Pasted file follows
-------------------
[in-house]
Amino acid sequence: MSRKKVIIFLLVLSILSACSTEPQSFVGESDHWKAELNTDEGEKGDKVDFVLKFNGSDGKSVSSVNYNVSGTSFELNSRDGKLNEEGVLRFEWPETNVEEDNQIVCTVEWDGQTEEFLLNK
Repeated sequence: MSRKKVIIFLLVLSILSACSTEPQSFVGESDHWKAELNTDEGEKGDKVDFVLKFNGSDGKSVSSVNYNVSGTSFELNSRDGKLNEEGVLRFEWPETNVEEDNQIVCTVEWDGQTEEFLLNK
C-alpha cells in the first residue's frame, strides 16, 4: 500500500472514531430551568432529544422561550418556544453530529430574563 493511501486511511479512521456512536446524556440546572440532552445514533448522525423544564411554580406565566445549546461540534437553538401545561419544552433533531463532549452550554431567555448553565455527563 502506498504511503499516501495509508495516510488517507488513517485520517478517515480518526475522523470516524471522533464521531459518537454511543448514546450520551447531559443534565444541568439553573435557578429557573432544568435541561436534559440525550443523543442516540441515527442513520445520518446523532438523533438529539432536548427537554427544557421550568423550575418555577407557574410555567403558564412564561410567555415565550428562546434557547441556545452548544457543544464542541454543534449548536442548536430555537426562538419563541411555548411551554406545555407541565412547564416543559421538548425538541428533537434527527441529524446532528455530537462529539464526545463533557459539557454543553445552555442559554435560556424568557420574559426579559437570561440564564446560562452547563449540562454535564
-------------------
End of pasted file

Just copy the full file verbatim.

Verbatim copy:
[in-house]
Amino acid sequence: MSRKKVIIFLLVLSILSACSTEPQSFVGESDHWKAELNTDEGEKGDKVDFVLKFNGSDGKSVSSVNYNVSGTSFELNSRDGKLNEEGVLRFEWPETNVEEDNQIVCTVEWDGQTEEFLLNK
Repeated sequence: MSRKKVIIFLLVLSILSACSTEPQSFVGESDHWKAELNTDEGEKGDKVDFVLKFNGSDGKSVSSVNYNVSGTSFELNSRDGKLNEEGVLRFEWPETNVEEDNQIVCTVEWDGQTEEFLLNK
C-alpha cells in the first residue's frame, strides 16, 4: 500500500472514531430551568432529544422561550418556544453530529430574563 493511501486511511479512521456512536446524556440546572440532552445514533448522525423544564411554580406565566445549546461540534437553538401545561419544552433533531463532549452550554431567555448553565455527563 502506498504511503499516501495509508495516510488517507488513517485520517478517515480518526475522523470516524471522533464521531459518537454511543448514546450520551447531559443534565444541568439553573435557578429557573432544568435541561436534559440525550443523543442516540441515527442513520445520518446523532438523533438529539432536548427537554427544557421550568423550575418555577407557574410555567403558564412564561410567555415565550428562546434557547441556545452548544457543544464542541454543534449548536442548536430555537426562538419563541411555548411551554406545555407541565412547564416543559421538548425538541428533537434527527441529524446532528455530537462529539464526545463533557459539557454543553445552555442559554435560556424568557420574559426579559437570561440564564446560562452547563449540562454535564